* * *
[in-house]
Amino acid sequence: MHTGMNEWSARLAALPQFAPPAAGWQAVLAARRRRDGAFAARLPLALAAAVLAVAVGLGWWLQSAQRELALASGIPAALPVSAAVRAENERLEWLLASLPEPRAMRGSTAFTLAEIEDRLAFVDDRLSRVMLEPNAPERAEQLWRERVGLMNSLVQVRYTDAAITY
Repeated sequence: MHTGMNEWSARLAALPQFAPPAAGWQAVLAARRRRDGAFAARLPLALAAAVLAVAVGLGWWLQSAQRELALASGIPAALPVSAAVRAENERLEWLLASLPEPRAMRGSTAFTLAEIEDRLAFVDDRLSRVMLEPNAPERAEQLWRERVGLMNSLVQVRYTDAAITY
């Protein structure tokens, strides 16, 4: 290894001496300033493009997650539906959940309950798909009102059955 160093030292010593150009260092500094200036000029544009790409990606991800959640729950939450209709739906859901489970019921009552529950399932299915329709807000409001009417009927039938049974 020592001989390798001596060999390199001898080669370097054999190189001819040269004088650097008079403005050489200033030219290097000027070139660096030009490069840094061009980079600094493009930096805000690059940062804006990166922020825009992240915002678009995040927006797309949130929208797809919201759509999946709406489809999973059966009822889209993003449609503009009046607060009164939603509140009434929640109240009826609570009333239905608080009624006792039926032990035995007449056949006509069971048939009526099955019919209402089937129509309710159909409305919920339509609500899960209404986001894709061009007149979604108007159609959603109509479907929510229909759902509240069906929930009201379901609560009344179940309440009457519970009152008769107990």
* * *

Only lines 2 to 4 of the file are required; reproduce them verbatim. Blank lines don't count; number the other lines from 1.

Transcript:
Amino acid sequence: MHTGMNEWSARLAALPQFAPPAAGWQAVLAARRRRDGAFAARLPLALAAAVLAVAVGLGWWLQSAQRELALASGIPAALPVSAAVRAENERLEWLLASLPEPRAMRGSTAFTLAEIEDRLAFVDDRLSRVMLEPNAPERAEQLWRERVGLMNSLVQVRYTDAAITY
Repeated sequence: MHTGMNEWSARLAALPQFAPPAAGWQAVLAARRRRDGAFAARLPLALAAAVLAVAVGLGWWLQSAQRELALASGIPAALPVSAAVRAENERLEWLLASLPEPRAMRGSTAFTLAEIEDRLAFVDDRLSRVMLEPNAPERAEQLWRERVGLMNSLVQVRYTDAAITY
């Protein structure tokens, strides 16, 4: 290894001496300033493009997650539906959940309950798909009102059955 160093030292010593150009260092500094200036000029544009790409990606991800959640729950939450209709739906859901489970019921009552529950399932299915329709807000409001009417009927039938049974 020592001989390798001596060999390199001898080669370097054999190189001819040269004088650097008079403005050489200033030219290097000027070139660096030009490069840094061009980079600094493009930096805000690059940062804006990166922020825009992240915002678009995040927006797309949130929208797809919201759509999946709406489809999973059966009822889209993003449609503009009046607060009164939603509140009434929640109240009826609570009333239905608080009624006792039926032990035995007449056949006509069971048939009526099955019919209402089937129509309710159909409305919920339509609500899960209404986001894709061009007149979604108007159609959603109509479907929510229909759902509240069906929930009201379901609560009344179940309440009457519970009152008769107990």